Book Image

Delphi GUI Programming with FireMonkey

By : Andrea Magni
4 (1)
Book Image

Delphi GUI Programming with FireMonkey

4 (1)
By: Andrea Magni

Overview of this book

FireMonkey (FMX) is a cross-platform application framework that allows developers to create exciting user interfaces and deliver applications on multiple operating systems (OS). This book will help you learn visual programming with Delphi and FMX. Starting with an overview of the FMX framework, including a general discussion of the underlying philosophy and approach, you’ll then move on to the fundamentals and architectural details of FMX. You’ll also cover a significant comparison between Delphi and the Visual Component Library (VCL). Next, you’ll focus on the main FMX components, data access/data binding, and style concepts, in addition to understanding how to deliver visually responsive UIs. To address modern application development, the book takes you through topics such as animations and effects, and provides you with a general introduction to parallel programming, specifically targeting UI-related aspects, including application responsiveness. Later, you’ll explore the most important cross-platform services in the FMX framework, which are essential for delivering your application on multiple platforms while retaining the single codebase approach. Finally, you’ll learn about FMX’s built-in 3D functionalities. By the end of this book, you’ll be familiar with the FMX framework and be able to build effective cross-platform apps.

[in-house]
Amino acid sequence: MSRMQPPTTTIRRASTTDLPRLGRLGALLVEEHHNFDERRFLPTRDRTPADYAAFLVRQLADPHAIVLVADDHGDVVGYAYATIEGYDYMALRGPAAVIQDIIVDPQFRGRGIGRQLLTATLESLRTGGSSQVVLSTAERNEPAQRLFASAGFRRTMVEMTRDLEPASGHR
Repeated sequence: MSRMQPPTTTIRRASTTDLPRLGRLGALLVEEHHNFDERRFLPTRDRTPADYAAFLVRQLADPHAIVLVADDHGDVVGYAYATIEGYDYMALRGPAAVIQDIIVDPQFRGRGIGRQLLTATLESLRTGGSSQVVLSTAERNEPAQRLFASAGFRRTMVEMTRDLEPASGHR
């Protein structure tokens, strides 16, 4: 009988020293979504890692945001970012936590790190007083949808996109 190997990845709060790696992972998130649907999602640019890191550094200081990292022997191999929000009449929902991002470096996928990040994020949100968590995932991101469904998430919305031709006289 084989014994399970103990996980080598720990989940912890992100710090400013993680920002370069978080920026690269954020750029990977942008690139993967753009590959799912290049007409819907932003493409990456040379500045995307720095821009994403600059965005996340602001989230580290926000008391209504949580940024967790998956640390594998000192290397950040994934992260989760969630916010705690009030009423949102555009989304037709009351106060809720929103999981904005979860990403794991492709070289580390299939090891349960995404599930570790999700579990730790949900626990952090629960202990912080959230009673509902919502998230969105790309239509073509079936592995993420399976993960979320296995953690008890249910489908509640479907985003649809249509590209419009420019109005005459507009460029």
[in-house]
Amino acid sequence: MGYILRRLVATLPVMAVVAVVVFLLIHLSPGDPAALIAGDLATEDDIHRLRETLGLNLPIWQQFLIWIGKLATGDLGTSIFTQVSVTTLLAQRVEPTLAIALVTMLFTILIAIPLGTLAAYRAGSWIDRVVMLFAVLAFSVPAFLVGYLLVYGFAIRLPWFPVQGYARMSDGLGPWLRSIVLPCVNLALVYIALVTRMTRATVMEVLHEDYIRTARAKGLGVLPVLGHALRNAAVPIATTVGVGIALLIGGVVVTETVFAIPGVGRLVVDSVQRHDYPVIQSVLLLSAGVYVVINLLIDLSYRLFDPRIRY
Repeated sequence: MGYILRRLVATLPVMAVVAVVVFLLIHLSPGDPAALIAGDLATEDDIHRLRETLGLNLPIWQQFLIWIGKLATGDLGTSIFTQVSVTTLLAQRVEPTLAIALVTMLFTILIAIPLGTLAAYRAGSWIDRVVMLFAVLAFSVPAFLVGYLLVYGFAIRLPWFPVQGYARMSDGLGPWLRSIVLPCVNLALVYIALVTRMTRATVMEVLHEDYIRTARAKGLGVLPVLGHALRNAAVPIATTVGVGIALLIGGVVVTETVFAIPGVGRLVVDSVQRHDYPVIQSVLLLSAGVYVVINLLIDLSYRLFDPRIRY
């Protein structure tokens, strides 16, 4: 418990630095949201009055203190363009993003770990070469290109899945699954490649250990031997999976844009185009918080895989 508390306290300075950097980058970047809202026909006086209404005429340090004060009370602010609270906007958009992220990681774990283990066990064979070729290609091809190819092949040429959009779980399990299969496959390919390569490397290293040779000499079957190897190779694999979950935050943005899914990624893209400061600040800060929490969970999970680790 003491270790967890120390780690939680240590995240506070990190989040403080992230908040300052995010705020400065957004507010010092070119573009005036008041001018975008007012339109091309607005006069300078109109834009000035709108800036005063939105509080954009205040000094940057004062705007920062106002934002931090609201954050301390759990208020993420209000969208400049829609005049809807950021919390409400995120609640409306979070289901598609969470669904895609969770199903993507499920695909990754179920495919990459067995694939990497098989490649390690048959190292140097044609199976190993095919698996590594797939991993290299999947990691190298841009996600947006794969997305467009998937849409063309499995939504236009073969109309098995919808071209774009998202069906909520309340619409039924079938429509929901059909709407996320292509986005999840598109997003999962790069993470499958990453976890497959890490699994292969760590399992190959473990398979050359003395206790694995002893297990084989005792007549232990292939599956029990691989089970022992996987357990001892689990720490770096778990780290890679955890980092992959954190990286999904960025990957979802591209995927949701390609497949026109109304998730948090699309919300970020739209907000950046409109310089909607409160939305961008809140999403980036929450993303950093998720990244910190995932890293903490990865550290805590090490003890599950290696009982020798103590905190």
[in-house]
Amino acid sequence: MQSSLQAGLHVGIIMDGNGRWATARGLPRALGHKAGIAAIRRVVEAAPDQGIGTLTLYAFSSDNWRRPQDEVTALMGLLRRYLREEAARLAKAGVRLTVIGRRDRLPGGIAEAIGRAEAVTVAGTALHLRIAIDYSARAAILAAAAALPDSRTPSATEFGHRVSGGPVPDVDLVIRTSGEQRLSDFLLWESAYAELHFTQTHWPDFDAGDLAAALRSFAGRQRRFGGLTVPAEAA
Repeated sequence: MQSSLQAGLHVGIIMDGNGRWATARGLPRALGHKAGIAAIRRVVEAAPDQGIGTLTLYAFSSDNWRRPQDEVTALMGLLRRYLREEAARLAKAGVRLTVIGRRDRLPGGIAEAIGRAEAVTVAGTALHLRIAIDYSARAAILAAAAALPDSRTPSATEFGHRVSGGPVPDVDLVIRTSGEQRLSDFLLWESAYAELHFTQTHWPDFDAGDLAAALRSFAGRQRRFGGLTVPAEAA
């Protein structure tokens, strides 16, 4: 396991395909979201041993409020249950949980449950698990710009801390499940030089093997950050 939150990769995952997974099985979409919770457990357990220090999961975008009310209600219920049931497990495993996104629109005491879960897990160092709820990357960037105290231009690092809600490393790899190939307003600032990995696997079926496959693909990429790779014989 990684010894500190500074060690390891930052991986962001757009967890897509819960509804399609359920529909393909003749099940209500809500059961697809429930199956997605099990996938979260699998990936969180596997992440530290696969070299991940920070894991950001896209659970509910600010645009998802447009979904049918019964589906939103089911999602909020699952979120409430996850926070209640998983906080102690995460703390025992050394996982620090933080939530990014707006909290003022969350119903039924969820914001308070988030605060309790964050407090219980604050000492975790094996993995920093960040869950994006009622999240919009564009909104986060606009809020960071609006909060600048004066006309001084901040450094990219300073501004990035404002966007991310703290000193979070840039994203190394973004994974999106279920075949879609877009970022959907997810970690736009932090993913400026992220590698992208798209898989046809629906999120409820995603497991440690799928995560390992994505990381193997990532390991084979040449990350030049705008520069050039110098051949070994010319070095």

Table of Contents (18 chapters)
Section 1: Delphi GUI Programming Frameworks
Section 2: The FMX Framework in Depth
Section 3: Pushing to The Top: Advanced Topics

Exploring CustomFormat/CustomParse expressions

Let's provide some background information about the CustomFormat format (note that CustomFormat and CustomParse are twin properties). As an example scenario, we'll keep our Salary field bound to the Edit1 button:

  • The CustomFormat format's default value is an empty string. The value is not formatted and is sent to the other end of the binding as is (this is the same value you would get by accessing the TField.AsString value).
  • The following are the conventions and peculiarities of the expression:
    • %s is a placeholder for the textual representation of the current data value.
    • Value is a reference to the underlying TField.Value of the field that's associated through the binding. Its type is Variant.
    • Self is a reference to the underlying TField associated with the binding.
    • The expression engine supports dot notation, method invocation, and property access (including indexed ones), which...